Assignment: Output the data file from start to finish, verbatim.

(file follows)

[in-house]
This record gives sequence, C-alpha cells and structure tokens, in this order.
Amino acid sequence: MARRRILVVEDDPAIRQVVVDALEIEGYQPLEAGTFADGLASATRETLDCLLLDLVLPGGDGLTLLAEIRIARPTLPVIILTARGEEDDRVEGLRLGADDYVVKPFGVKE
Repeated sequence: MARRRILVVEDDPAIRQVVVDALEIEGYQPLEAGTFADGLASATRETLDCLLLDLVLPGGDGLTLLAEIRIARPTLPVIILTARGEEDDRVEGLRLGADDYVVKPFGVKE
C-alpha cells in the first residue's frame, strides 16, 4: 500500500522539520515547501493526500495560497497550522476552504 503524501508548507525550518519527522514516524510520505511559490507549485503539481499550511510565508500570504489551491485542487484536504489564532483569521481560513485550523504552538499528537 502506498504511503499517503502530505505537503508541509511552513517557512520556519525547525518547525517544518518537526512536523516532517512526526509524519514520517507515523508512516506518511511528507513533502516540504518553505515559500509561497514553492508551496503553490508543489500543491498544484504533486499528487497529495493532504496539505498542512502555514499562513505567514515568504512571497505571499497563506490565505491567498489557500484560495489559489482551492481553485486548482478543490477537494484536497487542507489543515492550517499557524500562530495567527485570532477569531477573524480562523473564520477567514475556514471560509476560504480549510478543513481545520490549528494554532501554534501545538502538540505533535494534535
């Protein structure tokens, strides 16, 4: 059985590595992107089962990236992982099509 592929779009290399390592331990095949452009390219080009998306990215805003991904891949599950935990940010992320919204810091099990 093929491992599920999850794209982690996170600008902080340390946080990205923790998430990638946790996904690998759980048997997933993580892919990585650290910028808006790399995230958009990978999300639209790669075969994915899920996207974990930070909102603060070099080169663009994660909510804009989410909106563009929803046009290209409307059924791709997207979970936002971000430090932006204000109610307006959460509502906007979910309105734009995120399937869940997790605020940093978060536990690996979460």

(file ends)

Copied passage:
[in-house]
This record gives sequence, C-alpha cells and structure tokens, in this order.
Amino acid sequence: MARRRILVVEDDPAIRQVVVDALEIEGYQPLEAGTFADGLASATRETLDCLLLDLVLPGGDGLTLLAEIRIARPTLPVIILTARGEEDDRVEGLRLGADDYVVKPFGVKE
Repeated sequence: MARRRILVVEDDPAIRQVVVDALEIEGYQPLEAGTFADGLASATRETLDCLLLDLVLPGGDGLTLLAEIRIARPTLPVIILTARGEEDDRVEGLRLGADDYVVKPFGVKE
C-alpha cells in the first residue's frame, strides 16, 4: 500500500522539520515547501493526500495560497497550522476552504 503524501508548507525550518519527522514516524510520505511559490507549485503539481499550511510565508500570504489551491485542487484536504489564532483569521481560513485550523504552538499528537 502506498504511503499517503502530505505537503508541509511552513517557512520556519525547525518547525517544518518537526512536523516532517512526526509524519514520517507515523508512516506518511511528507513533502516540504518553505515559500509561497514553492508551496503553490508543489500543491498544484504533486499528487497529495493532504496539505498542512502555514499562513505567514515568504512571497505571499497563506490565505491567498489557500484560495489559489482551492481553485486548482478543490477537494484536497487542507489543515492550517499557524500562530495567527485570532477569531477573524480562523473564520477567514475556514471560509476560504480549510478543513481545520490549528494554532501554534501545538502538540505533535494534535
């Protein structure tokens, strides 16, 4: 059985590595992107089962990236992982099509 592929779009290399390592331990095949452009390219080009998306990215805003991904891949599950935990940010992320919204810091099990 093929491992599920999850794209982690996170600008902080340390946080990205923790998430990638946790996904690998759980048997997933993580892919990585650290910028808006790399995230958009990978999300639209790669075969994915899920996207974990930070909102603060070099080169663009994660909510804009989410909106563009929803046009290209409307059924791709997207979970936002971000430090932006204000109610307006959460509502906007979910309105734009995120399937869940997790605020940093978060536990690996979460």